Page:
States Laser In on PBMs
If you have been paying any attention to the healthcare debate these days, you know very well that pharmacy benefit managers (PBMs) are having a moment.
As both chambers of Congress work to lower drug costs through federal transparency requirements on PBMs, a more complicated story is playing out in the states, which are on their own quest to regulate the PBM industry.
In the past five years, we have witnessed a surge of PBM-related bills enacted in the states, and, to date, all 50 states regulate them in some form. Notably, the majority of these laws extend to PBMs servicing prescription drug benefits in the employer market. Most of the early bills enacted focused on efforts to register or license PBMs and better track the relationship between PBMs and pharmacies, such as requiring disclosure of “spread pricing” and prohibiting contracts that would bar pharmacists from informing patients of their coverage options. More recently, however, states have been passing much more prescriptive bills on PBM reimbursement and drug coverage practices.
State efforts to regulate the healthcare space are nothing new, but in the context of employee health plans, there’s an 800-pound gorilla waiting in the wings. The Employee Retirement Income Security Act (ERISA) establishes a federal framework for regulating private employee benefits, and Section 514 broadly preempts “any and all State laws insofar as they may now or hereafter relate to any employee benefit plan” (emphasis added). Whether a particular state law “relates to” a plan has been the source of extensive litigation. The Supreme Court has long held that a state law relates to an ERISA plan if it has a connection with or reference to such a plan.
In December 2020, the Supreme Court issued its watershed decision in Rutledge v. Pharmaceutical Care Management Ass’n, ushering in a new wave of state PBM laws and prompting many in the industry to ask just how far these laws can go.
In Rutledge the Court examined the question of ERISA preemption in the context of an Arkansas statute seeking to regulate PBM pharmacy reimbursement practices. The case focused primarily on a provision in Arkansas’ Act 900 that requires PBMs, among other things, to reimburse pharmacies at a price no less than the pharmacy’s acquisition cost for the drug. In an 8-0 decision, the Court disagreed with both the district court and the 8th Circuit and held that ERISA does not preempt Arkansas’ PBM law.
The Court reasoned, in part, that Act 900 does not “relate to” the plan, because imposing a reimbursement floor is “merely a form of cost regulation” and does not constitute an “impermissible connection” with the plan. Relying on its 2001 decision in Blue Cross & Blue Shield Plans v. Travelers, the Court doubled down on its position that “ERISA does not preempt state rate regulations that merely increase costs or alter incentives for ERISA plans without forcing plans to adopt any particular scheme of substantive coverage.”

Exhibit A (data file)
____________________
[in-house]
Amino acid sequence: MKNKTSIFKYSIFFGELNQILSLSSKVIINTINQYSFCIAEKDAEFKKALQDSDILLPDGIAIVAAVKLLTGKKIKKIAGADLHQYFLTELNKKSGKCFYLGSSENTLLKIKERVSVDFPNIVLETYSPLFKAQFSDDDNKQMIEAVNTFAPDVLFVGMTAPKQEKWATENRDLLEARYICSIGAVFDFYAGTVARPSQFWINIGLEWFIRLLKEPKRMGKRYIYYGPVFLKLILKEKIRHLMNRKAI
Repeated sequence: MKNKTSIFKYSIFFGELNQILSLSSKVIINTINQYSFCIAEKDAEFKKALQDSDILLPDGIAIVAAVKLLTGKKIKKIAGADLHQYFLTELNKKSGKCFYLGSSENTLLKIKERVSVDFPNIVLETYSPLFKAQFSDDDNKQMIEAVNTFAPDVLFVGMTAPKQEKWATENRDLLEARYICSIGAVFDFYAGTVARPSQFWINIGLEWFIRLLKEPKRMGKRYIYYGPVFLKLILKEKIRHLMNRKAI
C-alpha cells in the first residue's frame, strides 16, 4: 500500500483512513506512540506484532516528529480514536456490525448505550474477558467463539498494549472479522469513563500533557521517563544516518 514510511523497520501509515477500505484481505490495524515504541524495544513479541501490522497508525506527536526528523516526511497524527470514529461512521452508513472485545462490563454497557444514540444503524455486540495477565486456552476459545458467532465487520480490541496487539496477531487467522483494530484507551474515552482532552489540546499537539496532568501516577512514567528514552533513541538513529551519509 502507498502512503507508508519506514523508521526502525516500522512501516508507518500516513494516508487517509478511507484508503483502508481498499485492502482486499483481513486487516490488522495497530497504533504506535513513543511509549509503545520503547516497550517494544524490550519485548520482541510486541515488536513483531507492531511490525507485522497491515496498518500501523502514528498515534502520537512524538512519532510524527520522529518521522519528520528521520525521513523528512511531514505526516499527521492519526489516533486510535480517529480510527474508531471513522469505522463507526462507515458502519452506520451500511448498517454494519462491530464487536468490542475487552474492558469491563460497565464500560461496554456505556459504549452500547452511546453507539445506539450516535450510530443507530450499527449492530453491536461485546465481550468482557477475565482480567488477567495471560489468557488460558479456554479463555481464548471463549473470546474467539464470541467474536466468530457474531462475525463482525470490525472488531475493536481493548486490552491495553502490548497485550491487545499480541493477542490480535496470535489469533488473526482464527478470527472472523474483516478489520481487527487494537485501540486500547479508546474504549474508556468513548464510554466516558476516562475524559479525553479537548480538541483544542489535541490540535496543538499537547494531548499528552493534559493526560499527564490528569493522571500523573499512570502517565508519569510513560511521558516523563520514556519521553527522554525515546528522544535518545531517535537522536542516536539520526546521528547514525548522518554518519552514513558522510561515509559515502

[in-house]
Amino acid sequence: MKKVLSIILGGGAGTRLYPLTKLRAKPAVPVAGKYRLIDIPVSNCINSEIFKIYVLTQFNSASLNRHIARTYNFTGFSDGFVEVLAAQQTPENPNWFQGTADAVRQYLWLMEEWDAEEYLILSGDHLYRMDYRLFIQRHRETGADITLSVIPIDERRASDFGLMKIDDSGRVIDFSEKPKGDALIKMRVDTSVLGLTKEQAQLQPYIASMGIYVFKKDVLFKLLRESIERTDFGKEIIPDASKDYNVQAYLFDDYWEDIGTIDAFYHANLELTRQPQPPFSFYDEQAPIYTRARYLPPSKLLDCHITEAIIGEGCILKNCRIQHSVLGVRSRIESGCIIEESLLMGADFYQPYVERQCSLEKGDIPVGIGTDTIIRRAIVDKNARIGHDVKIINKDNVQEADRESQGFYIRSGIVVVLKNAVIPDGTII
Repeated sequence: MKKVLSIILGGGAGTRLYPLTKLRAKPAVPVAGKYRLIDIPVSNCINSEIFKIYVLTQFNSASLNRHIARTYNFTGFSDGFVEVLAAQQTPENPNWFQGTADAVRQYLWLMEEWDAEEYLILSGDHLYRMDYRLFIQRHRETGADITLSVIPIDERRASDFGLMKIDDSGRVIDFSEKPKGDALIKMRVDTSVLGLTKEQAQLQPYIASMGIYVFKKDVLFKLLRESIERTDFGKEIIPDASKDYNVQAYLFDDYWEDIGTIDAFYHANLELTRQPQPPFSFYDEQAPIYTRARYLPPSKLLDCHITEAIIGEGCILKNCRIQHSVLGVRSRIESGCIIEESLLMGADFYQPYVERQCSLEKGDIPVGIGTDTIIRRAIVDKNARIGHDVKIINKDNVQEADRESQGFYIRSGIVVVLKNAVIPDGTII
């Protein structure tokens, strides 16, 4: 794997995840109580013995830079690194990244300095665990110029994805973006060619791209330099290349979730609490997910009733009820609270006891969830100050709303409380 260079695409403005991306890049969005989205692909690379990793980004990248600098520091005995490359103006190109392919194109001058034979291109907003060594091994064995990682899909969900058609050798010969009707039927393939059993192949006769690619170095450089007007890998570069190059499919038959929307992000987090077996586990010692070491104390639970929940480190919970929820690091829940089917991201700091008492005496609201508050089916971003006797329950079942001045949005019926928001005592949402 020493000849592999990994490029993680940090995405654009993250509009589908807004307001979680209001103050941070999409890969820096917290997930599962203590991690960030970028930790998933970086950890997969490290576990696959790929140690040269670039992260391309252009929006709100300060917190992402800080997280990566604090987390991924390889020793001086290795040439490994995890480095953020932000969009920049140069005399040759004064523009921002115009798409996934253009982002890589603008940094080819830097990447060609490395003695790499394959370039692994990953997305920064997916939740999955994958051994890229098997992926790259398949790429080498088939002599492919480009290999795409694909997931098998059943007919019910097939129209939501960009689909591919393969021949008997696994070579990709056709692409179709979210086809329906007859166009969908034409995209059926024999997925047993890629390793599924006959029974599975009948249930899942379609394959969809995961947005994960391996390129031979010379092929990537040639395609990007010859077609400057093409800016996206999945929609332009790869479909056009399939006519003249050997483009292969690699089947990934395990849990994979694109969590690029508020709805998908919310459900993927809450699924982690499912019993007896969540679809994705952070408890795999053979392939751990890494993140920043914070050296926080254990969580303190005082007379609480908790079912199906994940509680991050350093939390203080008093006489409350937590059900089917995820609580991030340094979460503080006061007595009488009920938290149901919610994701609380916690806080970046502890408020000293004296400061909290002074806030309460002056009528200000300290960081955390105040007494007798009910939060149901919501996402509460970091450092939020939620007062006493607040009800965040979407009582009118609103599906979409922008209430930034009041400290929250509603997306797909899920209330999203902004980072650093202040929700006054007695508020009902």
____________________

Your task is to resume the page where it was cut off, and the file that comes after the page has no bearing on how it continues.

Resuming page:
The question now becomes how far states can push in enacting PBM policies that extend beyond cost regulation before they cross the line into structuring the “substantive coverage” of an ERISA plan. The answer—to the industry’s dismay—is still working itself out.
One case we hope will provide some insight is litigation currently pending in the 10th Circuit where the Pharmaceutical Care Management Association (PCMA) is challenging Oklahoma’s Patient’s Right to Pharmacy Choice Act. The law imposes various new restrictions on PBMs, the most contentious being limits on the use of mail order pharmacies and prohibitions on denying willing pharmacies from participating in the PBM’s preferred network.
In the May 16th oral argument, the three-judge panel seemed receptive to PCMA’s position that these restrictions impact the plan’s provider network design choices and, in doing so, regulate the “substantive coverage” offered by the plan. PCMA argued that these restrictions are considerably different from the cost limitations at issue in Rutledge and are therefore not protected by the Court’s holding.
In its questioning, the panel acknowledged that the Oklahoma law effectively compels a particular design effect by requiring that the plan’s benefits be provided in a fashion that “commits the plan to all willing pharmacies.” In doing so, the panel noted that “the plan has fewer options on what it can say and do,” suggesting that such an outcome is preempted under ERISA. Oklahoma, therefore, could be a case where we see the pendulum swing back toward ERISA preemption of certain state PBM laws.
As we await the 10th Circuit’s decision, states show no signs of slowing down in their efforts to regulate various elements of the PBM model. Florida’s recently enacted law requiring PBMs servicing pharmacy benefit plan contracts to use a pass-through pricing scheme and abide by certain network adequacy requirements is just another iteration of how states are thinking through the role of PBMs in the pharmaceutical supply chain, and more legal challenges are expected.
Add in the anticipated federal legislative PBM package and the Federal Trade Commission’s ongoing oversight inquiry into the industry’s business practices, and the only thing that is certain on the PBM front is that there is much more to come.